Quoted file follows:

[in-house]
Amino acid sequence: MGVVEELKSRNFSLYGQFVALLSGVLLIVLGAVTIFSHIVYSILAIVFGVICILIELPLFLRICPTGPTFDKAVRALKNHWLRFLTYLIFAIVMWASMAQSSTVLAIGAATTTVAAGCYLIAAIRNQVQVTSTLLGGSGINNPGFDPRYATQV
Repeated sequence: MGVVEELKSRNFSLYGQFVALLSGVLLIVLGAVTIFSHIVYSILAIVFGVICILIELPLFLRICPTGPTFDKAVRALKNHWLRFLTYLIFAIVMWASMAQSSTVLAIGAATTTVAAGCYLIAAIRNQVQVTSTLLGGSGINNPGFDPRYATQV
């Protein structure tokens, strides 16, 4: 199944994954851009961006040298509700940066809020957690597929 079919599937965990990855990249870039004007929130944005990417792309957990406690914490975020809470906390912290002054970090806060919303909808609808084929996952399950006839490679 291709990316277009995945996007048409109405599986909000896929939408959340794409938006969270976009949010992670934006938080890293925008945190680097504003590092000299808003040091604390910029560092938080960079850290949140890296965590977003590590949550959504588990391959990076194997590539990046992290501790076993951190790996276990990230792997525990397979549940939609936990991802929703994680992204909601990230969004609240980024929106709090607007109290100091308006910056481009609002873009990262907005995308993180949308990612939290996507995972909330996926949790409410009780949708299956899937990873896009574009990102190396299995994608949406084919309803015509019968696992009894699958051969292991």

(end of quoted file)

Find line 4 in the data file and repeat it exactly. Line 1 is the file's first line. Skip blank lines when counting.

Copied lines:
């Protein structure tokens, strides 16, 4: 199944994954851009961006040298509700940066809020957690597929 079919599937965990990855990249870039004007929130944005990417792309957990406690914490975020809470906390912290002054970090806060919303909808609808084929996952399950006839490679 291709990316277009995945996007048409109405599986909000896929939408959340794409938006969270976009949010992670934006938080890293925008945190680097504003590092000299808003040091604390910029560092938080960079850290949140890296965590977003590590949550959504588990391959990076194997590539990046992290501790076993951190790996276990990230792997525990397979549940939609936990991802929703994680992204909601990230969004609240980024929106709090607007109290100091308006910056481009609002873009990262907005995308993180949308990612939290996507995972909330996926949790409410009780949708299956899937990873896009574009990102190396299995994608949406084919309803015509019968696992009894699958051969292991």